Tue. Jun 6th, 2023

Snowshoe Quick Facts

  • Weight: 5.5 – 12 pounds

The Snowshoe’s Appearance

White markings on the paws, a white inverted V on the face that starts at the forehead and extends down over the nose, and the Snowshoe’s pointed coat are characteristics that set it apart from other species. The short coat is available in two patterns, mitted and bicolor, as well as the characteristic Siamese hues of seal, chocolate, lilac, blue, red, cream, cinnamon, and fawn. Kittens are born white, and as they become older, their point color changes.

A modified wedge-shaped head with medium-sized ears and slightly rounded ears on top is capped with bright blue eyes that stare out at the viewer. This medium-sized cat has a body type that falls somewhere between sleek and delicate and is firm and muscular.


  • “Point colors” on the coat
  • Moderate wedge-shaped head with blue eyes
  • Talkative and easygoing
  • Likes people

Ideal Human Companion

  • Families with children
  • Multi-pet households
  • People who want a lap cat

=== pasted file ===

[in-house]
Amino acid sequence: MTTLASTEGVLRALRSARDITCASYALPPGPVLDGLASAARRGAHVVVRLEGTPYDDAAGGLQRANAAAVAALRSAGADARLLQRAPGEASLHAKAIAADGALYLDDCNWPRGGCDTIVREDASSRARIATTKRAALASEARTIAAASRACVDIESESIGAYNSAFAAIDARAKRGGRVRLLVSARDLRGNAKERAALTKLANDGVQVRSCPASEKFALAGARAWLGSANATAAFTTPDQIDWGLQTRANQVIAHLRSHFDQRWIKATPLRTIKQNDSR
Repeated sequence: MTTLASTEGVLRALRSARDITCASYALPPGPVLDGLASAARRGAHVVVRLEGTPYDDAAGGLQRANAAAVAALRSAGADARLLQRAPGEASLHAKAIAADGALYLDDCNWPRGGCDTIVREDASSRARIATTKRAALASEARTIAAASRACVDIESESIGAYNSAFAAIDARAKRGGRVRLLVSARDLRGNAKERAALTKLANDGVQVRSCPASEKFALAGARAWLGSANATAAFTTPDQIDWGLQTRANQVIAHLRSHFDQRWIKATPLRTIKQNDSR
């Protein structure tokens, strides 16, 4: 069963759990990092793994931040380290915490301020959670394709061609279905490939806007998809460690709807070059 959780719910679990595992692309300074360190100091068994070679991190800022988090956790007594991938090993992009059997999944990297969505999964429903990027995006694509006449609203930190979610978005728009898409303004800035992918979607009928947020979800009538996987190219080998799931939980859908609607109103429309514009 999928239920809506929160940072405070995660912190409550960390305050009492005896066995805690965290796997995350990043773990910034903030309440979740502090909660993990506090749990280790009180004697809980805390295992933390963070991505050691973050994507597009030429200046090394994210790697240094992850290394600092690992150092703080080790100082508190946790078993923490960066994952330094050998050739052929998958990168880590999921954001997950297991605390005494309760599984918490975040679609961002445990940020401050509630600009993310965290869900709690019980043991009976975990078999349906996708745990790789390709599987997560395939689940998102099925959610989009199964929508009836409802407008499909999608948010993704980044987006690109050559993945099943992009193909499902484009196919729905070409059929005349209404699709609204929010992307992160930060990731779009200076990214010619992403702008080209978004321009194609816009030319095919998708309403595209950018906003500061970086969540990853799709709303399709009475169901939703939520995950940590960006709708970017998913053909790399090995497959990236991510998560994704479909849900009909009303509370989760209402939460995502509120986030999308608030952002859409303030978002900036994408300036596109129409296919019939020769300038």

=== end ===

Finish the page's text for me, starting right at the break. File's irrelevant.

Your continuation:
• First-time cat owners

What It’s Like to Live With Them

The American Shorthair and Siamese are both more gregarious than the Snowshoe. It might or might not be chatty. When it does vocalize, it typically speaks more softly and melodically than Siamese.

Although some Snowshoes can be a little reserved among strangers, they generally have a vivacious and affectionate disposition and enjoy being around humans. Generally speaking, if a cat is raised and socialized properly, they get along well with other cats. The Snowshoe is a smart, trainable dog.

Things to Be Aware Of

Although some Snowshoes may have kinked tails or crossed eyes as a result of their Siamese ancestry, in general, they are in good condition.

The cat likes the attention, and its smooth, short coat makes grooming simple.

The Snowshoe generally weighs 10 to 12 pounds.

Snowshoe History

Early in the 1960s, Philadelphia breeder Dorothy Hinds-Daugherty created the Snowshoe. A solid, pointed cat with white markings on its face, chest, and feet was the offspring of her mix between an American Shorthair and a Siamese. Vikki Olander, a different breeder, established a standard for the new cat and pushed for its approval, which was granted in 1974. The Snowshoe was given breed status for the first time by the American Cat Association (ACA).

The American Association of Cat Enthusiasts (AACE), the American Cat Fanciers Association (ACFA), the Cat Fanciers Federation (CFF), and The International Cat Association now acknowledge the Snowshoe as a breed, despite its continued status as a rare one (TICA). Without incurring any consequences, snowshoes can be outcrossed to American Shorthairs, Oriental Shorthairs, and Siamese.

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